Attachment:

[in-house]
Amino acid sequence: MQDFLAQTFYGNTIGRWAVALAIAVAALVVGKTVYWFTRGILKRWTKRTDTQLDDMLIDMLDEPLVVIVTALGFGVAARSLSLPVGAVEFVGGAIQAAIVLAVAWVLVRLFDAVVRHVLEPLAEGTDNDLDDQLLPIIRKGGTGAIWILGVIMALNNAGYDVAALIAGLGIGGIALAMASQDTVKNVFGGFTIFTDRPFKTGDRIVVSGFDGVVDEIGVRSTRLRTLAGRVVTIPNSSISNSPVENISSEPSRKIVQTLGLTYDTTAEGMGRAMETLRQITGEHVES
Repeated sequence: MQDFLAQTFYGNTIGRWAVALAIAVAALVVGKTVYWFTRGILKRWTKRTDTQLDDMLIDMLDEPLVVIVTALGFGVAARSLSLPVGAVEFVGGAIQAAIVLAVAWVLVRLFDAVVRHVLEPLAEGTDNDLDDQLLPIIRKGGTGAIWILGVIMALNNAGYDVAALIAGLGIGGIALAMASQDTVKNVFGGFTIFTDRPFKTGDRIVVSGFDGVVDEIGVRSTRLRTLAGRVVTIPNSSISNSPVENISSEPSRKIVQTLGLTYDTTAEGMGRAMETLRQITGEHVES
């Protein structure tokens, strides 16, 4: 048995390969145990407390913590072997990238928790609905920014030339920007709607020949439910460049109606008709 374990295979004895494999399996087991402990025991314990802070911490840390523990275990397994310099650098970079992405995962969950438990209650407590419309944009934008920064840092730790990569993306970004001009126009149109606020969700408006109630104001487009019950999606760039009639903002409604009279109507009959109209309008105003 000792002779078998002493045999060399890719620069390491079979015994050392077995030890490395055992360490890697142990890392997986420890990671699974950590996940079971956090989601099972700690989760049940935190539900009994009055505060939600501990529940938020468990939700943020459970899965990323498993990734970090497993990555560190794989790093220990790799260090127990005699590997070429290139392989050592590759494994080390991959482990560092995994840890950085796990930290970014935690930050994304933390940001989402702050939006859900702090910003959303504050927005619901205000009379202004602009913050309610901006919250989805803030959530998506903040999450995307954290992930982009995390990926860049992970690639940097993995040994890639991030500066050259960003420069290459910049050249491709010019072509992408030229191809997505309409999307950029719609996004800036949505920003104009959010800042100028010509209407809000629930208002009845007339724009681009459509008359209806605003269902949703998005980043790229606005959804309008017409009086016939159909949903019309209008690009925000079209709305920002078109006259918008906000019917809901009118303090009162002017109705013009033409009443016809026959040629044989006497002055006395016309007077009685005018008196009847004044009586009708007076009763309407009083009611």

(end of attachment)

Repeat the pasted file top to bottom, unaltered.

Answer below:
[in-house]
Amino acid sequence: MQDFLAQTFYGNTIGRWAVALAIAVAALVVGKTVYWFTRGILKRWTKRTDTQLDDMLIDMLDEPLVVIVTALGFGVAARSLSLPVGAVEFVGGAIQAAIVLAVAWVLVRLFDAVVRHVLEPLAEGTDNDLDDQLLPIIRKGGTGAIWILGVIMALNNAGYDVAALIAGLGIGGIALAMASQDTVKNVFGGFTIFTDRPFKTGDRIVVSGFDGVVDEIGVRSTRLRTLAGRVVTIPNSSISNSPVENISSEPSRKIVQTLGLTYDTTAEGMGRAMETLRQITGEHVES
Repeated sequence: MQDFLAQTFYGNTIGRWAVALAIAVAALVVGKTVYWFTRGILKRWTKRTDTQLDDMLIDMLDEPLVVIVTALGFGVAARSLSLPVGAVEFVGGAIQAAIVLAVAWVLVRLFDAVVRHVLEPLAEGTDNDLDDQLLPIIRKGGTGAIWILGVIMALNNAGYDVAALIAGLGIGGIALAMASQDTVKNVFGGFTIFTDRPFKTGDRIVVSGFDGVVDEIGVRSTRLRTLAGRVVTIPNSSISNSPVENISSEPSRKIVQTLGLTYDTTAEGMGRAMETLRQITGEHVES
């Protein structure tokens, strides 16, 4: 048995390969145990407390913590072997990238928790609905920014030339920007709607020949439910460049109606008709 374990295979004895494999399996087991402990025991314990802070911490840390523990275990397994310099650098970079992405995962969950438990209650407590419309944009934008920064840092730790990569993306970004001009126009149109606020969700408006109630104001487009019950999606760039009639903002409604009279109507009959109209309008105003 000792002779078998002493045999060399890719620069390491079979015994050392077995030890490395055992360490890697142990890392997986420890990671699974950590996940079971956090989601099972700690989760049940935190539900009994009055505060939600501990529940938020468990939700943020459970899965990323498993990734970090497993990555560190794989790093220990790799260090127990005699590997070429290139392989050592590759494994080390991959482990560092995994840890950085796990930290970014935690930050994304933390940001989402702050939006859900702090910003959303504050927005619901205000009379202004602009913050309610901006919250989805803030959530998506903040999450995307954290992930982009995390990926860049992970690639940097993995040994890639991030500066050259960003420069290459910049050249491709010019072509992408030229191809997505309409999307950029719609996004800036949505920003104009959010800042100028010509209407809000629930208002009845007339724009681009459509008359209806605003269902949703998005980043790229606005959804309008017409009086016939159909949903019309209008690009925000079209709305920002078109006259918008906000019917809901009118303090009162002017109705013009033409009443016809026959040629044989006497002055006395016309007077009685005018008196009847004044009586009708007076009763309407009083009611």